Controversy over Multiracial Forms on Campus
ALEX CHADWICK, host:
This is DAY TO DAY. I'm Alex Chadwick.
MADELEINE BRAND, host:
I'm Madeleine Brand. Coming up, in Montana, drug treatment instead of prison for meth addicts.
CHADWICK: First, if you are multi-racial, filling out standardized forms can get complicated. Let's say you're applying to college or for a grant and the application has a section for ethnic background. You're supposed to check one box. Your dad's black and your mom's Japanese. Hmm.
BRAND: Hmm indeed. NPR's Alex Cohen reports that the Department of Education is working on it.
ALEX COHEN reporting:
According to the 2000 census nearly seven million Americans consider themselves multi-racial. University of Texas grad student Aurora Chang-Ross is one of them and she's never liked filling out school forms.
Ms. AURORA CHANG-ROSS (Graduate Student, University of Texas): I always felt very cheated that I couldn't fully disclose the complexity of my racial identity.
COHEN: Her identity is Guatemalan, Chinese and Italian. Chang-Ross says she usually resorts to checking off the box marked Hispanic-Latino on school forms, since that's what most people think she looks like.
Ms. CHANG-ROSS: But in that process I think you really lose, lose something, a bit of yourself.
COHEN: Forcing students to check just one box isn't just unsettling; it goes against federal rules. Almost ten years ago the Office of Management and Budget set guidelines allowing people to check more than one race on all federal forms. This month the Department of Education presented a plan which would let students and faculty check as many boxes as they like from at least six categories: Hispanic, American Indian, Asian, black, Pacific Islander, and white. The Department of Education's Ross Santy.
Mr. ROSS SANTY (Department of Education): Any state or educational institution is free to put in whatever and however many other groups they feel are appropriate, but those are the minimums.
COHEN: Declaring race is one thing, but reporting it is another. According to the new plan, anyone who marks more than one category will be placed in a separate group called multi-racial. To Anne Katahira-Sims, that's a huge mistake. She's the executive director of the Mavin Foundation, a group dedicated to issues affecting people of mixed heritage. She says lumping all multi-racial people together could have dire consequences.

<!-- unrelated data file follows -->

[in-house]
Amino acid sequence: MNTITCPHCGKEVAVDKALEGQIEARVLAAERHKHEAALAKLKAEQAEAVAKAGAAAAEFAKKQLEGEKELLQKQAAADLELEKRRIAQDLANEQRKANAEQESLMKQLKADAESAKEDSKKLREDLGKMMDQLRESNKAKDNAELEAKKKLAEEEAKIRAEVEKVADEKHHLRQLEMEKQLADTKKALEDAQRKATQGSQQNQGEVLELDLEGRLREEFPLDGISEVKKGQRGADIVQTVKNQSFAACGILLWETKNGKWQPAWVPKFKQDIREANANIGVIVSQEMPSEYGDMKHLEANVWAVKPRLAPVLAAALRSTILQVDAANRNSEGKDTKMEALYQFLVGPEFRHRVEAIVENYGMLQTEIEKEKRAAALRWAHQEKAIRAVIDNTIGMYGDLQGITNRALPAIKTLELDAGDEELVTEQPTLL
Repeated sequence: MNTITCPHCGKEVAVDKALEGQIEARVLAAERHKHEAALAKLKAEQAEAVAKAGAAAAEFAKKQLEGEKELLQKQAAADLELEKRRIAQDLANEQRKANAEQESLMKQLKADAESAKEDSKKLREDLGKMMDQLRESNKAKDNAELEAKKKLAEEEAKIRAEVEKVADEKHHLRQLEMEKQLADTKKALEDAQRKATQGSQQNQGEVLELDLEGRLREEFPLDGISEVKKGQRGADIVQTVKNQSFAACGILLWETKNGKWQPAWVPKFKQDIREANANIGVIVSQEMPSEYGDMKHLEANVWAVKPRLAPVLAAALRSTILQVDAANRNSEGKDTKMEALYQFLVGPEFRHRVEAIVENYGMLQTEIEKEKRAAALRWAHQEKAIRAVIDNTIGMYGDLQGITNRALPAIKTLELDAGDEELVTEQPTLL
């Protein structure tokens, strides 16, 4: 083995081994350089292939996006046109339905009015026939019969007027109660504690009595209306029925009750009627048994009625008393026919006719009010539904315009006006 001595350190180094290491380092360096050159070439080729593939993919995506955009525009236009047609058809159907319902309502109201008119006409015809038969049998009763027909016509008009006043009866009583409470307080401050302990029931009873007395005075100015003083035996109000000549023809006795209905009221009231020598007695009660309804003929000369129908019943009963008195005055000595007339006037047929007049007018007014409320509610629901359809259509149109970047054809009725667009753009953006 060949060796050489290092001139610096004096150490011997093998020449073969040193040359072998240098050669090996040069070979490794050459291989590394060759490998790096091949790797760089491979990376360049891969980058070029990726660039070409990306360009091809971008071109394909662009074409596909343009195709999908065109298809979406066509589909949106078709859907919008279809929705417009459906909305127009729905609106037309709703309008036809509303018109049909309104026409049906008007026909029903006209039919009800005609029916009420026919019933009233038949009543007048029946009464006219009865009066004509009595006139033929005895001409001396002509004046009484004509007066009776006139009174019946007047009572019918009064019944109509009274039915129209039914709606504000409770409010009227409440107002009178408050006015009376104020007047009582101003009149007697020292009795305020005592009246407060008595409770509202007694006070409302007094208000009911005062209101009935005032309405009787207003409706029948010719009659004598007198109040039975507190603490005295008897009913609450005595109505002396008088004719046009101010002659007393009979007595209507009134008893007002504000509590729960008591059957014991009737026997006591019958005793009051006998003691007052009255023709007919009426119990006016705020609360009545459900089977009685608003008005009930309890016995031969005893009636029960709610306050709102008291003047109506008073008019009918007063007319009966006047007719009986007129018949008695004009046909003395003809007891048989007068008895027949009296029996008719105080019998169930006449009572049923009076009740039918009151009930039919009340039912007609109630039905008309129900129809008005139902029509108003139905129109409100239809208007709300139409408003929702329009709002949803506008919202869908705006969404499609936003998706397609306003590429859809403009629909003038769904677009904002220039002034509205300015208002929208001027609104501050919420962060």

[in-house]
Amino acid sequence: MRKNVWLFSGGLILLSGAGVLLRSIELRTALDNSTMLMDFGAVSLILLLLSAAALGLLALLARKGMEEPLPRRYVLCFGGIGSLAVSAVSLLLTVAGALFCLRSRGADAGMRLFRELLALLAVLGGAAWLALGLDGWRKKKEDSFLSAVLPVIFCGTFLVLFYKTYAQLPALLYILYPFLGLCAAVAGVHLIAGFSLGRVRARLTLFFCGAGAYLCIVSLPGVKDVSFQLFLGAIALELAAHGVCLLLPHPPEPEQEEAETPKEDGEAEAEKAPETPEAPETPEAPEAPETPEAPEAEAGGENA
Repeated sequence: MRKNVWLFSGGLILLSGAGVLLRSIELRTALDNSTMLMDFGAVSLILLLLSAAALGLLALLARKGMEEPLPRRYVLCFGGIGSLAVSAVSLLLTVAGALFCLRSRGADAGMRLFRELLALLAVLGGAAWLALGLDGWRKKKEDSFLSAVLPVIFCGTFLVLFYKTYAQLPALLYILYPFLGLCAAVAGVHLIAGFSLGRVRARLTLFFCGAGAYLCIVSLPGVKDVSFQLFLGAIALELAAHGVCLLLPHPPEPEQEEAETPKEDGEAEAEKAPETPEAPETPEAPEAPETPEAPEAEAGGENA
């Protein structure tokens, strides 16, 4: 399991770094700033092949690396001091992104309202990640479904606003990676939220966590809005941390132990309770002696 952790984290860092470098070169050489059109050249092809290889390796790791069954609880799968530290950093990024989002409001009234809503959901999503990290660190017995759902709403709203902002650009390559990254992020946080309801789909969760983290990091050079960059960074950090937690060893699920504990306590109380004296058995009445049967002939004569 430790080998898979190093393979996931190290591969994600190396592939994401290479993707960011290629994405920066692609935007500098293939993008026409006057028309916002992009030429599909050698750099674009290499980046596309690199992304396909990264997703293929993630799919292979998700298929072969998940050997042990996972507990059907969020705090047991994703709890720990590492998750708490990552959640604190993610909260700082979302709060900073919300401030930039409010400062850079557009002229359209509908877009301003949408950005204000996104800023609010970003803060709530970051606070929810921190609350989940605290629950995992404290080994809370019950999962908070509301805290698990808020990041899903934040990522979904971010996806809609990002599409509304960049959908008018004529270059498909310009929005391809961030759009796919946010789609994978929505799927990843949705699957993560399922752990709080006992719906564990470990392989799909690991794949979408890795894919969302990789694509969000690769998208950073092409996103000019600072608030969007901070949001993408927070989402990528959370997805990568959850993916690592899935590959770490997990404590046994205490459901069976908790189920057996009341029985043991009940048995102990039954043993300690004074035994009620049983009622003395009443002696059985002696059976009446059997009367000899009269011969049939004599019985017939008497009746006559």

Ms. ANNE KATAHIRA-SIMS (Executive Director, Maven Foundation): Consider a situation in which a college is considering the construction of a resource center for Native American students, say, and as part of their analysis they look at the number of Native American students enrolled in their university to see if there's been an increasing number that would create a demand for such a center.
COHEN: She goes on to say if students once counted as Native American are now considered only as multi-racial, that could lead to the impression there's no need for a Native American center. That's why she says every racial combination should be counted. But that's asking too much of schools, says Ross Santy of the Education Department.
Mr. SANTY: There are permutations where you could be creating as many as 64 different racial and ethnic groups if you played some of this out.
COHEN: Okay, so why not make it real easy? Get rid of race categories altogether. That's Ward Connerly's suggestion.
Mr. WARD CONNERLY (American Civil Rights Institute): I do not check boxes because I think that they do not tell the government anything at all of significance about me. I am an American citizen. Nothing else should matter.
COHEN: Connerly heads the American Civil Rights Institute and served as a University of California regent. In 2003 he unsuccessfully sponsored and initiative in California which would have banned state agencies from collecting any racial data. He argues that little boxes on forms shouldn't be the driving force behind public policy.
CONNERLY: We don't as people what is your religion so that we can somehow track you for purposes of public policy, and for some religion is more important than, quote, race. We don't ask you about your sexual orientation when you apply for college admissions, but we ask you about your race.
COHEN: Multi-racial grad student Aurora Chang-Ross says she doesn't think this country is ready to do away with the race categories just yet. She says she's pleased that the Education Department is more accommodating, but wonders if this is really the best use of school's time and money.
Ms. CHANG-ROSS: The box is sort of the tip of the iceberg, but I'm not sure if that's, you know, the best place to do it. And I think the most important thing is to really have the larger conversations about what race means and why race exists.
COHEN: There's still plenty of time to have those conversations. The new Department of Education proposals are just in a public comment period right now. If approved, they won't actually go into effect until three years from now. Alex Cohen, NPR News.